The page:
Thirty-four years ago the five-year survival rate for women with breast cancer was 74 percent. Today, that number is 99 percent.
The good news in increased life expectancy also exposed a gap in innovation in breast reconstruction surgery. “The better the survival rate, the more important long-term quality of life is,” says Laura Bosworth, CEO and co-founder of TeVido BioDevices. “Women are getting diagnosed early; some are doing preventative mastectomies at younger ages, and reconstruction is becoming more critical.”
Surgeries to reconstruct patients’ breasts still leave much to be desired, particularly around the woman’s nipple, she adds. TeVido is using 3D printing technology to take a woman’s own cell and fat tissue to, essentially, build a better nipple.
The Austin, TX, company today announced that it has received a $150,000 grant from the National Cancer Institute’s Small Business Innovation Research (SBIR) program. Since its founding in 2011, TeVido has also raised $900,000 in National Science Foundation grants.
Regenerative medicine—the field of reconstructing skin, and other internal organs, from human cells—is among the most cutting-edge sectors of medical innovation today. At the Texas Heart Institute in Houston, for example, Doris Taylor is working on building the first in-human bio-artificial heart. In San Diego, my colleague Bruce Bigelow recently wrote about Organovo, which says its bio-printing technology created a 3D sample of living human liver tissue, which, for the first time, was used to predict that a pre-clinical drug candidate would have a toxic effect on the liver.
TeVido’s technology focuses in on the nipple and areola, a relatively more simple set of fat and skin cells. The company’s secret sauce, as it were, is in using the 3D printers to create a vascular structure that can deliver oxygen to the tissue and keep the cells alive. Creating that capillary map will be the target of the funds, Bosworth said.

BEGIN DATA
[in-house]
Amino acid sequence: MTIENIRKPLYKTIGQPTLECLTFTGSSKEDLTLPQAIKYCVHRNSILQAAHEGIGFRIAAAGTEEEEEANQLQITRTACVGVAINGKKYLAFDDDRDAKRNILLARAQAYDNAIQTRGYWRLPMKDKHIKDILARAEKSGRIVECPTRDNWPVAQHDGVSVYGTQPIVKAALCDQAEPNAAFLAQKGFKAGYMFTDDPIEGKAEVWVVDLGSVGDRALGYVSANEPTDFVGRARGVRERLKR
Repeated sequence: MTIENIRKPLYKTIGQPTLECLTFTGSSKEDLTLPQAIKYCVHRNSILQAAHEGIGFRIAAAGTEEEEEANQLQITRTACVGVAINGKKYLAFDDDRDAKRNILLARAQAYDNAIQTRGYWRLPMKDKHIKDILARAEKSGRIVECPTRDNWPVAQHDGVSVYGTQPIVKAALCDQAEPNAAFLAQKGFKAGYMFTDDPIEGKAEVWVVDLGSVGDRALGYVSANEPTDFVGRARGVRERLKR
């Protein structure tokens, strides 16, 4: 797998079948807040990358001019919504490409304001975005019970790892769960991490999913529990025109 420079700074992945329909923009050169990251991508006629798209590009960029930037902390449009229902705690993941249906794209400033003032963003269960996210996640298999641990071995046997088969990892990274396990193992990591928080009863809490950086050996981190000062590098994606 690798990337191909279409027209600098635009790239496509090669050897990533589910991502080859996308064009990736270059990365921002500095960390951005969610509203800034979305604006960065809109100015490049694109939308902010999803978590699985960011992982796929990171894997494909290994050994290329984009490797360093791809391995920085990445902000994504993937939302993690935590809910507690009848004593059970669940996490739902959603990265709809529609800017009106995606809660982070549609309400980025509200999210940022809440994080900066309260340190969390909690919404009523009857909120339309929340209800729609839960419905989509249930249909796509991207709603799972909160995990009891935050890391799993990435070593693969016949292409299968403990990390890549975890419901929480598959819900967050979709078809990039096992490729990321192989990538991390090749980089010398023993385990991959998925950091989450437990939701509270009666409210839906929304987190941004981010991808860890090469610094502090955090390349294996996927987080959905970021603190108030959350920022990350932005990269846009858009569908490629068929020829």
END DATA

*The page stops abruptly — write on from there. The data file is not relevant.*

Bosworth calls herself an accidental entrepreneur, having met her co-founder Thomas Boland, who developed TeVido’s technology at the University of Texas at El Paso. A veteran of Dell and IBM, Bosworth graduated from the university and is on the board of its college of engineering. Upon retirement, she said, she began to mentor professors with promising projects. “My intent was just to be a facilitator and assistant, but the more I worked with him, the more I realized the impact on so many lives,” she says. “So I said, ‘Let’s start a company.’”
The pair had thought about other uses for the technology, say, in wound care, but ultimately settled on breast reconstruction. “I was shocked; nobody talks about the difficulties in reconstruction,” she says. “They think, the implants are in; boom, everything’s great. This is one of those things where there is very little awareness.”
It’s still early days for TeVido. To get to clinical trials, Bosworth says the company would need to raise nearly $8 million. But she says the validation of receiving SBIR and NSF grants—along with the progress TeVido will make with the funds—will help sell the company’s story down the line to angel investors and venture capital firms.
And Bosworth says the market is very real, and largely overlooked. Nearly 300,000 women were diagnosed with breast cancer last year, according to the American Cancer Society. About a quarter of that group will get mastectomies, making breast reconstruction an option.
Bosworth says the problem with current reconstruction techniques is that they can’t create a nipple and areola with lasting power. Right now, surgeons make some cuts where the nipple and areola should be on a reconstructed breast and then twist that tissue to create a nipple. To give the area a darker skin tone as exists naturally, tattoos are applied afterwards. Unfortunately, over time those tissues flatten and the tattoos fade.
And as younger women detect and treat their cancers, the need for long-lasting reconstruction surgery is growing, she adds. “Patients with loss of the nipple and areola continue to experience psychological distress long after the overall breast shape has been reconstructed,” Bosworth says.
Bosworth says TeVido’s technology could give those women a more realistic replacement. “Plastic surgeons are excited to have somebody working on something to make life better—a better solution—for their patients,” she says.